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How does a guy go from writing features and human-interest stories to becoming a restaurant reviewer? Actually, says The Sacramento Bee’s Blair Anthony Robertson, he had his eye on the plum job for years before he plucked it off the tree in late 2008, replacing longtime food and wine critic Mike Dunne. A veteran journalist and Bee staffer since 1999, Robertson recently filled us in on his newish life as a food critic.
How did you land the gig? When Mike took the buyout and decided to leave the paper, several candidates for the job went to dinner at Dawson’s at the Hyatt Regency along with [Dunne] and an outside person who was asked to be one of the judges. It was quite an awkward dinner. We had a few days to write a review, and then there was an interview with a panel.
What qualifies you to write about food? A lot of people wonder, “Who do you think you are being a restaurant reviewer? What qualifies you?” But 90 percent of being a restaurant critic is reporting. It’s really reporting and being reliable.
Clearly, you also love food. I live and breathe food. I really love to cook. I’m enamored with cooking—how you measure things and put them together and the process, the skill involved, the patience involved to come up with a final product that is really satisfying. It’s a lifelong pursuit. I also like beautiful food. I think it should be a work of art, at its very best. That’s probably one of my biases.
What’s your reviewing philosophy and approach? I knew from the start I didn’t want to just write about the food. I didn’t want to say “the soup was too salty” or “the potatoes had too much rosemary” because I didn’t want to bore people to death. I found many reviews bland and predictable, and I didn’t want to do that. I wanted to write stories about going out and having an experience—some of which involves food, some of which involves service, some experiences that leave you feeling good and some that leave you feeling ripped off.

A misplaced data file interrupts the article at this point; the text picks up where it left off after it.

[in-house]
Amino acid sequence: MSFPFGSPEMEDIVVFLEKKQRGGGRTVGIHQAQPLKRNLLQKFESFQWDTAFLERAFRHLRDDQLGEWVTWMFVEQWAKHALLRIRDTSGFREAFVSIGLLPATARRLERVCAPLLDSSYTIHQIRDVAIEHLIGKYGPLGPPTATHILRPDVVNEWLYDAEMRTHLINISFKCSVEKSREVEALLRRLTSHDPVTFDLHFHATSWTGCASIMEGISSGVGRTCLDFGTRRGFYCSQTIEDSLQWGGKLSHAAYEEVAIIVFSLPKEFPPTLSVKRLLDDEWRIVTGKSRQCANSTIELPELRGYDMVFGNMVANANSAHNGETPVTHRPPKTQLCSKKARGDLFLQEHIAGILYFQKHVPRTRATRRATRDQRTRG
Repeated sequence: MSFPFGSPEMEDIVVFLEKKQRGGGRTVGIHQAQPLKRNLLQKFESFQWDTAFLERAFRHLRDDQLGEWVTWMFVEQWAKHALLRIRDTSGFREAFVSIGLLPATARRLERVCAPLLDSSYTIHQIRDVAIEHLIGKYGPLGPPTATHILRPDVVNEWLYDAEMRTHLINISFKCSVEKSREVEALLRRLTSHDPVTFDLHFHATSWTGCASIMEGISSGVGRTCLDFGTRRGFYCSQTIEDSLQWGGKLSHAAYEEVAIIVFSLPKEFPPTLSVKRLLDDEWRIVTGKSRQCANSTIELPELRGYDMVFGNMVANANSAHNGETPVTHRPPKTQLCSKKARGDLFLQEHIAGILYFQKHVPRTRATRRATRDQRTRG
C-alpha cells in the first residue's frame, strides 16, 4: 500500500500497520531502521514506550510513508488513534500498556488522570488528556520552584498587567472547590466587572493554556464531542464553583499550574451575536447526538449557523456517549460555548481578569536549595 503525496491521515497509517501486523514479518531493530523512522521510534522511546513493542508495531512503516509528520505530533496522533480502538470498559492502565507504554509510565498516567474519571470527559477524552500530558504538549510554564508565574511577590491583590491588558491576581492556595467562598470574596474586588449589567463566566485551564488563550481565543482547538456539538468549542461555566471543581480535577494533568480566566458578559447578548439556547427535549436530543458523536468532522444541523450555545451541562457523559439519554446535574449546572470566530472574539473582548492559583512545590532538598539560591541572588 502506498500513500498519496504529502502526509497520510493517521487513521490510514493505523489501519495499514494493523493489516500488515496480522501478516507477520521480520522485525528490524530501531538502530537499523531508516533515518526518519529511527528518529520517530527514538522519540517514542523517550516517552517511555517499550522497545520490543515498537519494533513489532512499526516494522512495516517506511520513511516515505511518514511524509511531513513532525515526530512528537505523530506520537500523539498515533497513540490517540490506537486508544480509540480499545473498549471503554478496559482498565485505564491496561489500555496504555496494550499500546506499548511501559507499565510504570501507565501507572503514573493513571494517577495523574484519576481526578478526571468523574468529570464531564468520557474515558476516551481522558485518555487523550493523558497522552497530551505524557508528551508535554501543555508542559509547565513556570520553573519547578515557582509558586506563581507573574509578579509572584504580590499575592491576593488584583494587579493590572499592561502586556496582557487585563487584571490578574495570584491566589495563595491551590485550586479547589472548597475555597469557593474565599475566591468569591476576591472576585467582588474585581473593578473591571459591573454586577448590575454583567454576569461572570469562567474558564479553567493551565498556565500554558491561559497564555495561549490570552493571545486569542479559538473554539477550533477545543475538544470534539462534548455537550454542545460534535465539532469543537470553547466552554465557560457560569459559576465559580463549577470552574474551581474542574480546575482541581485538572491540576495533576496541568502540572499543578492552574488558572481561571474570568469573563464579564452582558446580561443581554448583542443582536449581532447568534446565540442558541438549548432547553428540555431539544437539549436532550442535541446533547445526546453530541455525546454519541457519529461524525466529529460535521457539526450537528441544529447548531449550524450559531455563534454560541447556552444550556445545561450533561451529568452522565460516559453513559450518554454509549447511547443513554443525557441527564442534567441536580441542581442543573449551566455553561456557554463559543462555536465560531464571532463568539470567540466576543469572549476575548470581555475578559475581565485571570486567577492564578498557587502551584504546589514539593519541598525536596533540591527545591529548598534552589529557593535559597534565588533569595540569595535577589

How do you decide what restaurants to review? We want to tell people about places that are new, but also places that they already know about to see if those restaurants are still in the game. There are six, eight, maybe 12 restaurants in town that people are thinking about to celebrate a job promotion, birthday or anniversary, and they’re wondering, “Is that place still at the top of the list?” So I think we need to rotate those into the mix regularly, as well as review the new places, plus what you might call dives.
How do you feel about writing negative reviews? On occasion, you’ve been pretty harsh. I don’t like writing negative reviews at all. It stresses me out. I’ve never as a private diner complained; it’s not my nature. But I realize the readers rely on me to be honest. It’s my obligation. I get 100 times more e-mails for negative reviews than positive, and that’s often because people are applauding my honesty.